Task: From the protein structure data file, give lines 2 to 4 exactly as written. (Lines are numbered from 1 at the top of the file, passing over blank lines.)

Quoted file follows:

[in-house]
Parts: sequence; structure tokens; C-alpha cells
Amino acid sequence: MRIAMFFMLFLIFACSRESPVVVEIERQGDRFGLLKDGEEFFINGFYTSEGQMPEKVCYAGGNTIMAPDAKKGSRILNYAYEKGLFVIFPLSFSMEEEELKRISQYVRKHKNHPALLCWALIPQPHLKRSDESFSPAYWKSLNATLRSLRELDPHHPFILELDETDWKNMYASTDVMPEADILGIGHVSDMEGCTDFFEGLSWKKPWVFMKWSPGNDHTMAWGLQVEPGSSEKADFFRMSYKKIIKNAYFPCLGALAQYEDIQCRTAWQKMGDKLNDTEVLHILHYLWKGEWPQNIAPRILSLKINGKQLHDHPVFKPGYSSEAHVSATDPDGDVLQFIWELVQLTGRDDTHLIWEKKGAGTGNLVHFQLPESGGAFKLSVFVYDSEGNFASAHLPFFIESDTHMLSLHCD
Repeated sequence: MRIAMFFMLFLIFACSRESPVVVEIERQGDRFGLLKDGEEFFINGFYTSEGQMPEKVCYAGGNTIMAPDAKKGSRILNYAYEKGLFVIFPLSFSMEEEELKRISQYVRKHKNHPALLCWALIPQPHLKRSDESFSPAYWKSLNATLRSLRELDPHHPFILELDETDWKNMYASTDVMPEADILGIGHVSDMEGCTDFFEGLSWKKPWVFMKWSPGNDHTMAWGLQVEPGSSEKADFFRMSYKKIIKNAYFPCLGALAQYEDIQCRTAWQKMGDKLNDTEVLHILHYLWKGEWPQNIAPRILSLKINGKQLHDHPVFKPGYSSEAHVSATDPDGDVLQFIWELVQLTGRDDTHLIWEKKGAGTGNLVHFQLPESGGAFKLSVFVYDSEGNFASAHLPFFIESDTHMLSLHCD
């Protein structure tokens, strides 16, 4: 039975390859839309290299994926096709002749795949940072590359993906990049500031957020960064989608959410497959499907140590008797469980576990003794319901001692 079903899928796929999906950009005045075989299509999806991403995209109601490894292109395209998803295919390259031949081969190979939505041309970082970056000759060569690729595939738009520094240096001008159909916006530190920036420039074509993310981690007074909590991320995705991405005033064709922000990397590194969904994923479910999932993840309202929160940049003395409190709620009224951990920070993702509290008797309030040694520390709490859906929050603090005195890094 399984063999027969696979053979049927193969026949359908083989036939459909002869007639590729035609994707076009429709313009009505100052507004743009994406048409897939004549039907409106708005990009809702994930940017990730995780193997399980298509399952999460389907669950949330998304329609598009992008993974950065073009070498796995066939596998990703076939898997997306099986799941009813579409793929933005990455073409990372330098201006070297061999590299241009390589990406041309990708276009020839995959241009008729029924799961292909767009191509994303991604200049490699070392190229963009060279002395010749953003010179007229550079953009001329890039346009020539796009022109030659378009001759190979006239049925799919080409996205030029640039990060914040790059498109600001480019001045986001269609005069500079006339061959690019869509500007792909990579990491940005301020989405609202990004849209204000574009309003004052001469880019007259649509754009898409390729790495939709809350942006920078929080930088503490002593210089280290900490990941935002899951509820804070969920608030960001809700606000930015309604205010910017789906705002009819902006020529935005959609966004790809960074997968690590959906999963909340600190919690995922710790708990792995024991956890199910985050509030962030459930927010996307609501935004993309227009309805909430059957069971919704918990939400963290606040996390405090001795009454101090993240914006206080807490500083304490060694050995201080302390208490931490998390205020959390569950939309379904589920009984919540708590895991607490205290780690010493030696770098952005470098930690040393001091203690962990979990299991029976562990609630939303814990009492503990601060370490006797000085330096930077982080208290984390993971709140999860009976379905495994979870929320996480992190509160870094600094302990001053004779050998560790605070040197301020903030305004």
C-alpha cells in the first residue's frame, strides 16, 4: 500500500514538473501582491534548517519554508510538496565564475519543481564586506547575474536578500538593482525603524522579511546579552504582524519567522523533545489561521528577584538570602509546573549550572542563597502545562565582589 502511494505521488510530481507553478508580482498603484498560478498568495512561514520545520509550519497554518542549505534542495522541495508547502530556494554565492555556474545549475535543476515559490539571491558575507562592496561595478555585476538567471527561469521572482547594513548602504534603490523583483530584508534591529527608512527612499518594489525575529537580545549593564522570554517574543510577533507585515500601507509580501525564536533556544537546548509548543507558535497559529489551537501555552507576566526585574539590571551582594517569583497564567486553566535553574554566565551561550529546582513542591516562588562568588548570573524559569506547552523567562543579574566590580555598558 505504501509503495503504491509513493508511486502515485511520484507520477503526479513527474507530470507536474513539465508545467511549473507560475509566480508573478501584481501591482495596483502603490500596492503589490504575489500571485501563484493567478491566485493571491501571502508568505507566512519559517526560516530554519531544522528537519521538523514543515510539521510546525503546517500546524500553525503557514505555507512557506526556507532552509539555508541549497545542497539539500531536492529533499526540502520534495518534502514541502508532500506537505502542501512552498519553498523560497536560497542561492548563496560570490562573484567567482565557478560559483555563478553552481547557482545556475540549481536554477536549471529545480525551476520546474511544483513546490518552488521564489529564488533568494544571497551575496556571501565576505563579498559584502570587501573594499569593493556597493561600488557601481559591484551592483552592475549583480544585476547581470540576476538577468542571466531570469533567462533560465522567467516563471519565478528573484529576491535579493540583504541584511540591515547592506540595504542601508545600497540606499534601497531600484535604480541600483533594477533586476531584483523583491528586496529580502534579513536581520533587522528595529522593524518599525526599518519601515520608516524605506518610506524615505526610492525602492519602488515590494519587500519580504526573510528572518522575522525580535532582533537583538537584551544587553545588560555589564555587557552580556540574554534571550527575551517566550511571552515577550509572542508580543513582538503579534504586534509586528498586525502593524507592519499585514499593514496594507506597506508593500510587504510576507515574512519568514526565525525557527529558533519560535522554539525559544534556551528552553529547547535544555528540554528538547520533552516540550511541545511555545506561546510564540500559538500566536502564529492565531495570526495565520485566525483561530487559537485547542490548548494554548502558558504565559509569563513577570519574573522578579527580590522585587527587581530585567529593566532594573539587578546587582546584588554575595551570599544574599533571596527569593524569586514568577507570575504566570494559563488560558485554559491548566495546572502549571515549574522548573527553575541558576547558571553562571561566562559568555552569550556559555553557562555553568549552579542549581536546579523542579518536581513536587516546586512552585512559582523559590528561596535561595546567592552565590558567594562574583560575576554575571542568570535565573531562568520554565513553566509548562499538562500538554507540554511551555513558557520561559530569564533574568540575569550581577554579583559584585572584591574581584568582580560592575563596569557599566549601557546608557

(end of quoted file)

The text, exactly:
Parts: sequence; structure tokens; C-alpha cells
Amino acid sequence: MRIAMFFMLFLIFACSRESPVVVEIERQGDRFGLLKDGEEFFINGFYTSEGQMPEKVCYAGGNTIMAPDAKKGSRILNYAYEKGLFVIFPLSFSMEEEELKRISQYVRKHKNHPALLCWALIPQPHLKRSDESFSPAYWKSLNATLRSLRELDPHHPFILELDETDWKNMYASTDVMPEADILGIGHVSDMEGCTDFFEGLSWKKPWVFMKWSPGNDHTMAWGLQVEPGSSEKADFFRMSYKKIIKNAYFPCLGALAQYEDIQCRTAWQKMGDKLNDTEVLHILHYLWKGEWPQNIAPRILSLKINGKQLHDHPVFKPGYSSEAHVSATDPDGDVLQFIWELVQLTGRDDTHLIWEKKGAGTGNLVHFQLPESGGAFKLSVFVYDSEGNFASAHLPFFIESDTHMLSLHCD
Repeated sequence: MRIAMFFMLFLIFACSRESPVVVEIERQGDRFGLLKDGEEFFINGFYTSEGQMPEKVCYAGGNTIMAPDAKKGSRILNYAYEKGLFVIFPLSFSMEEEELKRISQYVRKHKNHPALLCWALIPQPHLKRSDESFSPAYWKSLNATLRSLRELDPHHPFILELDETDWKNMYASTDVMPEADILGIGHVSDMEGCTDFFEGLSWKKPWVFMKWSPGNDHTMAWGLQVEPGSSEKADFFRMSYKKIIKNAYFPCLGALAQYEDIQCRTAWQKMGDKLNDTEVLHILHYLWKGEWPQNIAPRILSLKINGKQLHDHPVFKPGYSSEAHVSATDPDGDVLQFIWELVQLTGRDDTHLIWEKKGAGTGNLVHFQLPESGGAFKLSVFVYDSEGNFASAHLPFFIESDTHMLSLHCD